In his book The Lean Startup, Eric Ries discusses iterative product design, development and launch, which he describes as “lean.” But, as many businesses are seeing, lean methodologies don’t just apply to startups. Even big businesses have plenty to learn by acting with a bias toward action.
You see, many larger, more established businesses quickly become stuck in a “behind the times” holding pattern. They have the newest, most up-to-date technology in place when they start building the company, however, these technologies change quickly. By the time a Pinterest profile is created, the company’s target demographic may have already adopted Snapchat, or some other buzzed about social media tool their audience is already excited about.
[quote]One of the ways marketers may be able to avoid missing the technological mark is by incorporating lean marketing methodologies into the process.[quote] The goal with these methods is to get the company moving forward, so that the business doesn’t stall at the dozens of rounds of approvals it takes to get a project off the ground. Instead of waiting for the stars to align, lean marketers are constantly introducing new ideas, performing ongoing tests and iteration until the project or campaign reaches peak performance. In some cases, this may mean forgoing rounds and rounds of ad review, and instead moving forward and then monitoring performance. For instance, the marketer can A/B test an ad and further optimize its performance.
Of course, following this school of thought means a company may be subject to mistakes. Sometimes these can be embarrassing, such as the social media fails we hear from big brands in the news from time to time. But remember, most of those brands are still in business, some with sales revenue that remain as high than ever. Save for a few outrageous errors, most customers are willing to forgive a company for a bit of a blunder. But that’s not the point: many of these massive fails are the result of hundreds of million dollar campaigns – so surely making a couple of tweaks isn’t going to destroy your business forever.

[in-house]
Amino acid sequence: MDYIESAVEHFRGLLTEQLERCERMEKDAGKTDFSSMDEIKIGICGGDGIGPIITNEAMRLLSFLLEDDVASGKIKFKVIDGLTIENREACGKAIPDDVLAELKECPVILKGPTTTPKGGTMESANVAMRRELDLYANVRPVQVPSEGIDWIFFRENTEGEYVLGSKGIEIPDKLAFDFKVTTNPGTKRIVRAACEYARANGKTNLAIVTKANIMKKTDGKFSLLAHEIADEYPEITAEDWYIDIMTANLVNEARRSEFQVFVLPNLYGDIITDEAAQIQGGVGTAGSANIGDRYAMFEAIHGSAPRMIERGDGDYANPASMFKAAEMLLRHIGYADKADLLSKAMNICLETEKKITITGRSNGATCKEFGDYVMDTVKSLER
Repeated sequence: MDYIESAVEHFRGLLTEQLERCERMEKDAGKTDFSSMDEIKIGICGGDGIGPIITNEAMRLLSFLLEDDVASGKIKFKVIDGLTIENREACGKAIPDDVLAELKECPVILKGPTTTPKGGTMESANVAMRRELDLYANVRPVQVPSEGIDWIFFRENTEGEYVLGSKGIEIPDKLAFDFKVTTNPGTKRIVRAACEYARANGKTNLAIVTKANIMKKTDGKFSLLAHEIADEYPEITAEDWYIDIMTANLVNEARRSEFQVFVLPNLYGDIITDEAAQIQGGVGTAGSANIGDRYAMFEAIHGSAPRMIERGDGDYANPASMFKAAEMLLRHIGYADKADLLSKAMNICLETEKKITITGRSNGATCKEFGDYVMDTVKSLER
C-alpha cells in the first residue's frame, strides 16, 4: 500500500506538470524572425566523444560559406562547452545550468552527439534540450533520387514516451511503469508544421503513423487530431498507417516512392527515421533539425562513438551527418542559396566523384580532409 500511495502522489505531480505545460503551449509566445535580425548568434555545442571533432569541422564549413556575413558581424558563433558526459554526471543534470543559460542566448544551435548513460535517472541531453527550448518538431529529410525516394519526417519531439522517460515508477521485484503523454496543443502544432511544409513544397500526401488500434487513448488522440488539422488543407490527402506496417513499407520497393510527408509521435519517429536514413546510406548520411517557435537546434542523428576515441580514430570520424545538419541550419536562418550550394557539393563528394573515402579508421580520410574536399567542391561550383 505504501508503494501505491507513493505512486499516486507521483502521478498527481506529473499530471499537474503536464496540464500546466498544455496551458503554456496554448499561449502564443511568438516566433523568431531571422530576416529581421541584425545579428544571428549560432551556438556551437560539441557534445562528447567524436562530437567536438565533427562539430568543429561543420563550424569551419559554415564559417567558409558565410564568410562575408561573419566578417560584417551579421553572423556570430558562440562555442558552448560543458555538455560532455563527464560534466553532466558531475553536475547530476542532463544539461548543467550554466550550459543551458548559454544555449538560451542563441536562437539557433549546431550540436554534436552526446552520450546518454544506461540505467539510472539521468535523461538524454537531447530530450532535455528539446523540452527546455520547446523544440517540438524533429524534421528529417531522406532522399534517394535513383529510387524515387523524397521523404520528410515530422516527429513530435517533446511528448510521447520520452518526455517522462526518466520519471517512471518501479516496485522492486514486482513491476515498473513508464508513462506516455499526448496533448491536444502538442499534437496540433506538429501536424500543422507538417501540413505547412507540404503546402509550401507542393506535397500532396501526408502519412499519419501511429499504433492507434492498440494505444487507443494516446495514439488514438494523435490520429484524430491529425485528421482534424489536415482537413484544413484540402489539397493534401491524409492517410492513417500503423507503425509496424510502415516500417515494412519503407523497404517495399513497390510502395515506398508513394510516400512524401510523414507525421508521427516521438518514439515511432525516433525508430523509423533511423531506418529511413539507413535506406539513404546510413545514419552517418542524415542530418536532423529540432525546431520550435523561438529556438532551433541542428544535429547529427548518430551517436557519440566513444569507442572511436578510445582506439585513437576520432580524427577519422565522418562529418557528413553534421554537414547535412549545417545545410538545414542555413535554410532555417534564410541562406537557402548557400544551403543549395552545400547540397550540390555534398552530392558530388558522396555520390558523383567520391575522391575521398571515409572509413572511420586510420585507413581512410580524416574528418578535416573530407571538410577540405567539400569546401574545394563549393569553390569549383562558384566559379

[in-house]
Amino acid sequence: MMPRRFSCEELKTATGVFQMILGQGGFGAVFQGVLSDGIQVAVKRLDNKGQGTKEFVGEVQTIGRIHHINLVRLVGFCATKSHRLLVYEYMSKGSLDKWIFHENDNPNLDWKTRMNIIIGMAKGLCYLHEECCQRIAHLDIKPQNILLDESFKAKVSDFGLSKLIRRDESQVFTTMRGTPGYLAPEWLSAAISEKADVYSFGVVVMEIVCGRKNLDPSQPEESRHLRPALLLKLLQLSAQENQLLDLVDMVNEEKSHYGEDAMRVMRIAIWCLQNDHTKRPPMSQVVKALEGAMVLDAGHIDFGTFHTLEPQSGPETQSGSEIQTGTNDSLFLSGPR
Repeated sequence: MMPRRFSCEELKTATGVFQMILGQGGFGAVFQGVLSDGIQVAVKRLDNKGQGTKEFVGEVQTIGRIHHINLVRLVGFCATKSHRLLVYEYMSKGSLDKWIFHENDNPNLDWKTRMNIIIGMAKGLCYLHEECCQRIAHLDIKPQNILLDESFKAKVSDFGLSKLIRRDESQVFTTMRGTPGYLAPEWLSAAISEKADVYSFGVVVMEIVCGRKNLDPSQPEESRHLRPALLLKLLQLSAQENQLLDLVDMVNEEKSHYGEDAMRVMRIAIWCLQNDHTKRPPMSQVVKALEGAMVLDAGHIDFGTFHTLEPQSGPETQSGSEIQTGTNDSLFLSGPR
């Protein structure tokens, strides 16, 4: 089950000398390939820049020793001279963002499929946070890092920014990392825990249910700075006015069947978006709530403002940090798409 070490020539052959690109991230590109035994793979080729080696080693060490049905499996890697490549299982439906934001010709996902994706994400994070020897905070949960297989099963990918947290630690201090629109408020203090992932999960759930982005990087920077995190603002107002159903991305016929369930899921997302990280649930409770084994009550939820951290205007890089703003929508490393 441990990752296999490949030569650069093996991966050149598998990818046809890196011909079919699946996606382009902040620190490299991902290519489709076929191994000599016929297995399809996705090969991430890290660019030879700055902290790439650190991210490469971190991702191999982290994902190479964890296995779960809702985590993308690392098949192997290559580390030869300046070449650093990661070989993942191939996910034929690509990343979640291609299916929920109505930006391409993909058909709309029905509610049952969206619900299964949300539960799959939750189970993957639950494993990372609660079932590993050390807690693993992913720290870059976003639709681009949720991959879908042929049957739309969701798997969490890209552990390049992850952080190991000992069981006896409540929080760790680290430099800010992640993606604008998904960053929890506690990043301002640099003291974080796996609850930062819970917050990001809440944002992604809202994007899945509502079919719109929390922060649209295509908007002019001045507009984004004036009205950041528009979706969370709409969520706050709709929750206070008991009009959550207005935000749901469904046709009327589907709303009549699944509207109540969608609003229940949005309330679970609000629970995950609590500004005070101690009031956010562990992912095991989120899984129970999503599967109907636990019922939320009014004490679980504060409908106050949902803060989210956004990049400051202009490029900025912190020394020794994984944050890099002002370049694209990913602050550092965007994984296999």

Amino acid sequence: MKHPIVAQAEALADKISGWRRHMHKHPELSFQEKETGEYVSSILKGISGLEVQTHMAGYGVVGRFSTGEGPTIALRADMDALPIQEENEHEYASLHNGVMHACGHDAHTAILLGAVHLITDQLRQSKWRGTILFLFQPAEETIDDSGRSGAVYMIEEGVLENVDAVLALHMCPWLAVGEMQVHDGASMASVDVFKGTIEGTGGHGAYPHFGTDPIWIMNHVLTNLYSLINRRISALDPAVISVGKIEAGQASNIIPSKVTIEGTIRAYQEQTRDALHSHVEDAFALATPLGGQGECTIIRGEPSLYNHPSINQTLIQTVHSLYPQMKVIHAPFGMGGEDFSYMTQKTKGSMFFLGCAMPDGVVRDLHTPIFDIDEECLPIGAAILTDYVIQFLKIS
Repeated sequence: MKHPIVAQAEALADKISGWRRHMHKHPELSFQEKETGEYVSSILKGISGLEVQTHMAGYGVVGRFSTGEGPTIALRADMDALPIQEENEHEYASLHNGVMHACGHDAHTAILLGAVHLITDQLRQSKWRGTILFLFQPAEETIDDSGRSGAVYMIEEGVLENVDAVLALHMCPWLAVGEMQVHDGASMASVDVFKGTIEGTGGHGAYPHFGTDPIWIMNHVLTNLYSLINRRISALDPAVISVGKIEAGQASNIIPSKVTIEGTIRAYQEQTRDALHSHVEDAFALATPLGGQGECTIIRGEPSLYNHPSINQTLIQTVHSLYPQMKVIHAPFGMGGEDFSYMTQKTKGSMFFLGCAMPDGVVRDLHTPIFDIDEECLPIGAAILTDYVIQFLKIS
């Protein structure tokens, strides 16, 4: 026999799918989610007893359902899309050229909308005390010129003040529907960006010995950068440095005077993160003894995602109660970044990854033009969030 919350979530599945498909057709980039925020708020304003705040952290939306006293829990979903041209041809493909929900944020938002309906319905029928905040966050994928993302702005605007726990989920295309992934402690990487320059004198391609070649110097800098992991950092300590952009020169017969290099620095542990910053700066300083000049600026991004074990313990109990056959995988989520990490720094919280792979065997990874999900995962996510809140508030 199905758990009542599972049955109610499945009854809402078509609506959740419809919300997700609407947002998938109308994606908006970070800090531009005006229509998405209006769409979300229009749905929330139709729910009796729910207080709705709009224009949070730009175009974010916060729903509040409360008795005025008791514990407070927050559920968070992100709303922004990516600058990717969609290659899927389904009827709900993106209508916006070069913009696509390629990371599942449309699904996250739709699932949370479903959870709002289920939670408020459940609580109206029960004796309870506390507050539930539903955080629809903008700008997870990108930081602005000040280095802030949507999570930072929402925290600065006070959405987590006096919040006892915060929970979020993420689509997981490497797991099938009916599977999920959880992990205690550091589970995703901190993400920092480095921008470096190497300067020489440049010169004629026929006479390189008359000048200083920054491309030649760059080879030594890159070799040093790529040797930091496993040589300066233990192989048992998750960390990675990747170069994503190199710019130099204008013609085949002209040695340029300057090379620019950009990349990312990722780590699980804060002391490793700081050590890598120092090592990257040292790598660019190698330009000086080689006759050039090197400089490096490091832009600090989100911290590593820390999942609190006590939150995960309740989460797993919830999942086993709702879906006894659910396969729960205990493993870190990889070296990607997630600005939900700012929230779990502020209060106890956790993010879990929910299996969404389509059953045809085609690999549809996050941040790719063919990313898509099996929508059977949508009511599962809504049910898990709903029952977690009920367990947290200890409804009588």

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The benefit of testing and iterating process in marketing is to initiate a learning experience. In launching a massive campaign with a huge budget, you might have some indication that it’s going to be successful based on field research and a plethora of other factors. But, you can never really be certain. Just ask the team behind New Coke or any of one of a number of other major marketing blunders. So, by starting small, lean methodology allows a company to begin by testing, and then moving full-steam ahead with a campaign once results have afforded the marketing team with enough data to further drive the campaign.
By setting smaller goals and iterating in the moment, companies may work more efficiently, and can have successful programs to hit the market more than once in a blue moon. This lean marketing methodology is catching on all over the world, as businesses realize the impact of starting small to then go big.
If you’re looking for a business breakthrough, why wait when you can start right now? Let us help you apply lean marketing methodologies within your company – contact us today!